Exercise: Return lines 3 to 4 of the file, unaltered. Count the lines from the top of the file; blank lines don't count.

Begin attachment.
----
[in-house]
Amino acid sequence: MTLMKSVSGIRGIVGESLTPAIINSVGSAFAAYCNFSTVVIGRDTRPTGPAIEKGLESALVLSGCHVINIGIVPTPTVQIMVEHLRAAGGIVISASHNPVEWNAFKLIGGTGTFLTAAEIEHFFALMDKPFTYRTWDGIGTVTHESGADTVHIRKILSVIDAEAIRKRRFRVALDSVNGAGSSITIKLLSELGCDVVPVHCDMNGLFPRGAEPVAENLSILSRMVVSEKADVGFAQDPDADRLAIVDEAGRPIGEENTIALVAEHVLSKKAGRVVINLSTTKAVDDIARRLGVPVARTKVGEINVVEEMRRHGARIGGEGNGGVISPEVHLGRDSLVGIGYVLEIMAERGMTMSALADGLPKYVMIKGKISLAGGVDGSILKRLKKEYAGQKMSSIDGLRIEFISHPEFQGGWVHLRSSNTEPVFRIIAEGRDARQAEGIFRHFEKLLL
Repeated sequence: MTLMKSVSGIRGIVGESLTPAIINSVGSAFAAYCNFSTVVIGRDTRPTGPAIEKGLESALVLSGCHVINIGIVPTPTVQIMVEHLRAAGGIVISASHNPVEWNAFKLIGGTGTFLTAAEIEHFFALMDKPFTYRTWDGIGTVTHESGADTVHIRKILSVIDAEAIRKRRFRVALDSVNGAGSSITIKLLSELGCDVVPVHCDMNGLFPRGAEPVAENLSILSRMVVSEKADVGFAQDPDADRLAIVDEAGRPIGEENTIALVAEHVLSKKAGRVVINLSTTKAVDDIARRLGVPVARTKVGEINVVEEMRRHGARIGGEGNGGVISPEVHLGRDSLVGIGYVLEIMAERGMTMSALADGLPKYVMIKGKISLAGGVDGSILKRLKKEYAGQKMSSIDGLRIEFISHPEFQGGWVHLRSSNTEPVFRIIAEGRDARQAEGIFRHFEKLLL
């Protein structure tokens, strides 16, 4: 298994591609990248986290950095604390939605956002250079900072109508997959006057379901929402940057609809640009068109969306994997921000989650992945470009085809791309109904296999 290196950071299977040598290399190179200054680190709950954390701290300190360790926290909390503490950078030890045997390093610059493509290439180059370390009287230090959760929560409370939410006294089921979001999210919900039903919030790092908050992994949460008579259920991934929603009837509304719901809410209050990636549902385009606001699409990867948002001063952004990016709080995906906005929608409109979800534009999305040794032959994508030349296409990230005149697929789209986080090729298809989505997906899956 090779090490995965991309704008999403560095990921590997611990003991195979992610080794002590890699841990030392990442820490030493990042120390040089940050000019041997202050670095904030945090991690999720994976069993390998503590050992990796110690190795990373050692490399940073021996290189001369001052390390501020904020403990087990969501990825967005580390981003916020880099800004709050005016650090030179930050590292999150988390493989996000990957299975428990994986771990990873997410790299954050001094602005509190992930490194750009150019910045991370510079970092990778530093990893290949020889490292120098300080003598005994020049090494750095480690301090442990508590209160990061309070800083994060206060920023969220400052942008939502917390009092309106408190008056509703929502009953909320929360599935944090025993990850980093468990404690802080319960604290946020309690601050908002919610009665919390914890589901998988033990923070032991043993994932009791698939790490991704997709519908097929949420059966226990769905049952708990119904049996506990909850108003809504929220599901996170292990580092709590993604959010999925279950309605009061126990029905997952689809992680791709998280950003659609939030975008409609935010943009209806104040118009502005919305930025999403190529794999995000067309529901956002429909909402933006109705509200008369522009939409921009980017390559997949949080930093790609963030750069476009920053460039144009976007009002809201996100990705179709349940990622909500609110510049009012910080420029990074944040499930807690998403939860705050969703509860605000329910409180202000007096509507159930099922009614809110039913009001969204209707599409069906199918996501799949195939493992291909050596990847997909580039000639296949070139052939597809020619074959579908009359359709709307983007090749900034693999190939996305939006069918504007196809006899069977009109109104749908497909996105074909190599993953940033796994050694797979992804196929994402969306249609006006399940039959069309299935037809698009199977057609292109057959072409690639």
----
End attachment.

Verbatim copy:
Repeated sequence: MTLMKSVSGIRGIVGESLTPAIINSVGSAFAAYCNFSTVVIGRDTRPTGPAIEKGLESALVLSGCHVINIGIVPTPTVQIMVEHLRAAGGIVISASHNPVEWNAFKLIGGTGTFLTAAEIEHFFALMDKPFTYRTWDGIGTVTHESGADTVHIRKILSVIDAEAIRKRRFRVALDSVNGAGSSITIKLLSELGCDVVPVHCDMNGLFPRGAEPVAENLSILSRMVVSEKADVGFAQDPDADRLAIVDEAGRPIGEENTIALVAEHVLSKKAGRVVINLSTTKAVDDIARRLGVPVARTKVGEINVVEEMRRHGARIGGEGNGGVISPEVHLGRDSLVGIGYVLEIMAERGMTMSALADGLPKYVMIKGKISLAGGVDGSILKRLKKEYAGQKMSSIDGLRIEFISHPEFQGGWVHLRSSNTEPVFRIIAEGRDARQAEGIFRHFEKLLL
């Protein structure tokens, strides 16, 4: 298994591609990248986290950095604390939605956002250079900072109508997959006057379901929402940057609809640009068109969306994997921000989650992945470009085809791309109904296999 290196950071299977040598290399190179200054680190709950954390701290300190360790926290909390503490950078030890045997390093610059493509290439180059370390009287230090959760929560409370939410006294089921979001999210919900039903919030790092908050992994949460008579259920991934929603009837509304719901809410209050990636549902385009606001699409990867948002001063952004990016709080995906906005929608409109979800534009999305040794032959994508030349296409990230005149697929789209986080090729298809989505997906899956 090779090490995965991309704008999403560095990921590997611990003991195979992610080794002590890699841990030392990442820490030493990042120390040089940050000019041997202050670095904030945090991690999720994976069993390998503590050992990796110690190795990373050692490399940073021996290189001369001052390390501020904020403990087990969501990825967005580390981003916020880099800004709050005016650090030179930050590292999150988390493989996000990957299975428990994986771990990873997410790299954050001094602005509190992930490194750009150019910045991370510079970092990778530093990893290949020889490292120098300080003598005994020049090494750095480690301090442990508590209160990061309070800083994060206060920023969220400052942008939502917390009092309106408190008056509703929502009953909320929360599935944090025993990850980093468990404690802080319960604290946020309690601050908002919610009665919390914890589901998988033990923070032991043993994932009791698939790490991704997709519908097929949420059966226990769905049952708990119904049996506990909850108003809504929220599901996170292990580092709590993604959010999925279950309605009061126990029905997952689809992680791709998280950003659609939030975008409609935010943009209806104040118009502005919305930025999403190529794999995000067309529901956002429909909402933006109705509200008369522009939409921009980017390559997949949080930093790609963030750069476009920053460039144009976007009002809201996100990705179709349940990622909500609110510049009012910080420029990074944040499930807690998403939860705050969703509860605000329910409180202000007096509507159930099922009614809110039913009001969204209707599409069906199918996501799949195939493992291909050596990847997909580039000639296949070139052939597809020619074959579908009359359709709307983007090749900034693999190939996305939006069918504007196809006899069977009109109104749908497909996105074909190599993953940033796994050694797979992804196929994402969306249609006006399940039959069309299935037809698009199977057609292109057959072409690639």